I arrived in Cartagena, and walked all the way to Turbaco with no luck whatsoever. Eventually rides came. My experience was that thumbing took a heck of a lot longer, but that if you spoke with someone when they were stopped, you were taken almost every single time. Hitched to Medellin, back up to Barranquilla, down to Bogota, to San Agustin, Popayan, and to Ipiales. Spectacular country. -Chael777
Hitched from Ipiales north in April 2012. The difference between talking face to face and thumb-out hitching can't be understated. The people are extremely nice to you when you talk to them but are definitely not trusting when they look at you from their driver's seat. Even if it might be slow in this country, it's the least of your worries.-Sark
March 2014, for about a month- much, much better than I had anticipated. I hitched from the very north to the very south of Colombia, with nerry an issue. Hitching around the Darien proved frustrating and impossible for me, but when I was in country, things got much better. It is more difficult than say Ecuador, but I rarely waited longer than an hour. The far north is easy to hitch, but getting around big cities can be a real bitch, as there are very few bypasses and you get sucked in. Public transport costs are very high relatively. Police are always nice, and gas station attendants. Do direct hitchhike and ask people at petrol stations, they are always super nice and honest. Was given money for food a number of time, despite refusing weakly. I got offered my longest hitch ever here outside of Neiva, as far as Ushushia in Patagonia which I took as far as Ecuador border. Also had three drivers on cocaine which were great, fast rides, very entertaining and obvious ! -lukeyboy95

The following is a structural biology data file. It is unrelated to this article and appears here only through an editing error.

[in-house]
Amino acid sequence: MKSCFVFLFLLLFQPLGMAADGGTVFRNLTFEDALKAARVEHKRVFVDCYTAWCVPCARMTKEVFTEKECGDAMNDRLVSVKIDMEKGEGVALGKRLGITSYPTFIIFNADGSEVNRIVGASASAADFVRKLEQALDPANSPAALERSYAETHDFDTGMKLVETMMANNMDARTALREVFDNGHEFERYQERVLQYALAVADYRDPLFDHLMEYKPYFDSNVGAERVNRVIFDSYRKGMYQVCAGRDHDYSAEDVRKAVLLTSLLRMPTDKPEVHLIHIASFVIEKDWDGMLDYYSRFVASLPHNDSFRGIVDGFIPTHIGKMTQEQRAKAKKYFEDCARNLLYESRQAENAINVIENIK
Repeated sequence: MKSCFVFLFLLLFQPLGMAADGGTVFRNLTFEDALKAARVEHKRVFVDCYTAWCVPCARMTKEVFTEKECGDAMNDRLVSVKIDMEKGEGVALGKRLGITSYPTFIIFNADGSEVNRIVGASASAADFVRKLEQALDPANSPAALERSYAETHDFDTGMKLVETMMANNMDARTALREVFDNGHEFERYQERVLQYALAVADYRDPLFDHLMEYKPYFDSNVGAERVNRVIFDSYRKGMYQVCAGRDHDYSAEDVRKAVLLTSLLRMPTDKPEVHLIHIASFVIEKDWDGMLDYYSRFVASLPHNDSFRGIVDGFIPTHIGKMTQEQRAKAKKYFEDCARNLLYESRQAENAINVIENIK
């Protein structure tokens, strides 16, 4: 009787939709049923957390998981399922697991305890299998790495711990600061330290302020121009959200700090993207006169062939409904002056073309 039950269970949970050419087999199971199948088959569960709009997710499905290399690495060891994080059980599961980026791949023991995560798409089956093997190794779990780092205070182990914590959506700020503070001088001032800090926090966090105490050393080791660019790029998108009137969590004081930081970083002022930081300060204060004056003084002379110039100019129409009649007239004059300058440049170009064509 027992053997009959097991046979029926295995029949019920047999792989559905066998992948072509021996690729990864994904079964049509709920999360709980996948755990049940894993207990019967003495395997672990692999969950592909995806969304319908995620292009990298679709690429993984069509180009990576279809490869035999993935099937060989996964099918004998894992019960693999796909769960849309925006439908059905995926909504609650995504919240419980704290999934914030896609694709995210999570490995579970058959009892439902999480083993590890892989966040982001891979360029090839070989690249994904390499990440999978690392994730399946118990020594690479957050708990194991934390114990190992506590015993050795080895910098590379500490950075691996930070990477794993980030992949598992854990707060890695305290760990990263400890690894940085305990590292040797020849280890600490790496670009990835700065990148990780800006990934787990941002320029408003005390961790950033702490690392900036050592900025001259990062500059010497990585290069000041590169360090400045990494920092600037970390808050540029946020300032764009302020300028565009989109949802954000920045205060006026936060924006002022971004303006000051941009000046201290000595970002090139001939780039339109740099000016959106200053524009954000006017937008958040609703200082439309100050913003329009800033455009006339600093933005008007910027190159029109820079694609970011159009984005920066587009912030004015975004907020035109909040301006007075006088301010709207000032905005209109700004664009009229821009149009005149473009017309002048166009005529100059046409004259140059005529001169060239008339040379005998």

Very easy to hitch hike, including with a bicycle. I was offered a lift quite often (especialy when going uphills) without asking for it. Colombians are the most generous". (from September to December 2014) --Anne-laure (talk) 20:42, 7 February 2015 (CET)
Very easy to hitchhike if you do it right, talk to peoplo at a gas station is a sure ride and if you want to thumb-out it is also very good in the right place many people dont stop thinking you wont like to get a short ride so make a sign it helps a lot. Hitchhiked all the coast from Cartagena to Guajira, in towns like Barranquilla,Cienaga, Santa Marta, Taganga, Tayrona park, Palomino, Mendihuaca, Quebrada de Valencia, Buritaca, Camarones and Rioacha. Everybody is very nice yust get a little out of the city its easy by moto taxi or bus that way people will know you are going out.
I hitchhiked from Medellin to Ipiales Colombia in 2015. Around Cartagena and Santa Marta proved very difficult. Spanish is extremely helpful. Some basic words are needed without a doubt. Have patience when thumbing as some places have little traffic. Truck drivers are the best to get and will often buy you lunch. Girls will find it easier of course, try not to be too dirty guys and keep clean clothes. Wild camping here is super, bring a jungle hammock. Most of all smile and enjoy the wild roads, I loved Colombia and got plenty of material to write about on my blog here. Also be prepared for bikes, I hitchhiked a motorbike and a moped in Colombia. It gets easier in Ecuador -HoboSpirit